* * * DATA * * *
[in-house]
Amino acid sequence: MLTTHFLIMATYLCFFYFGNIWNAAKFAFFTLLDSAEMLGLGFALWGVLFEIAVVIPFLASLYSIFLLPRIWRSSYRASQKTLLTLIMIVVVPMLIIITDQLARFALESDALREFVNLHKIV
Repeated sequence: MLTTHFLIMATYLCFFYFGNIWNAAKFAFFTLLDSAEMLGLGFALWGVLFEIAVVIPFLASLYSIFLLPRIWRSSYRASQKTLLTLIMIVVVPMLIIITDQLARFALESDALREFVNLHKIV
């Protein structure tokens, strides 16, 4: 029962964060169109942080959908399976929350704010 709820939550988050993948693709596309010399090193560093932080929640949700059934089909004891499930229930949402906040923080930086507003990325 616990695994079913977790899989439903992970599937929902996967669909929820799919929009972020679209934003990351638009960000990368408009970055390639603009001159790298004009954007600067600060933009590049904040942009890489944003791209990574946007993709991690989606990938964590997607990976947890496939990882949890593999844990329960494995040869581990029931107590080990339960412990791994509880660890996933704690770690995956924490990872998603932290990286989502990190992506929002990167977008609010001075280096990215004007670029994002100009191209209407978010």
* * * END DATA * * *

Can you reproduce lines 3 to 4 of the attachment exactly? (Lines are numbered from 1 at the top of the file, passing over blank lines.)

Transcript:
Repeated sequence: MLTTHFLIMATYLCFFYFGNIWNAAKFAFFTLLDSAEMLGLGFALWGVLFEIAVVIPFLASLYSIFLLPRIWRSSYRASQKTLLTLIMIVVVPMLIIITDQLARFALESDALREFVNLHKIV
């Protein structure tokens, strides 16, 4: 029962964060169109942080959908399976929350704010 709820939550988050993948693709596309010399090193560093932080929640949700059934089909004891499930229930949402906040923080930086507003990325 616990695994079913977790899989439903992970599937929902996967669909929820799919929009972020679209934003990351638009960000990368408009970055390639603009001159790298004009954007600067600060933009590049904040942009890489944003791209990574946007993709991690989606990938964590997607990976947890496939990882949890593999844990329960494995040869581990029931107590080990339960412990791994509880660890996933704690770690995956924490990872998603932290990286989502990190992506929002990167977008609010001075280096990215004007670029994002100009191209209407978010």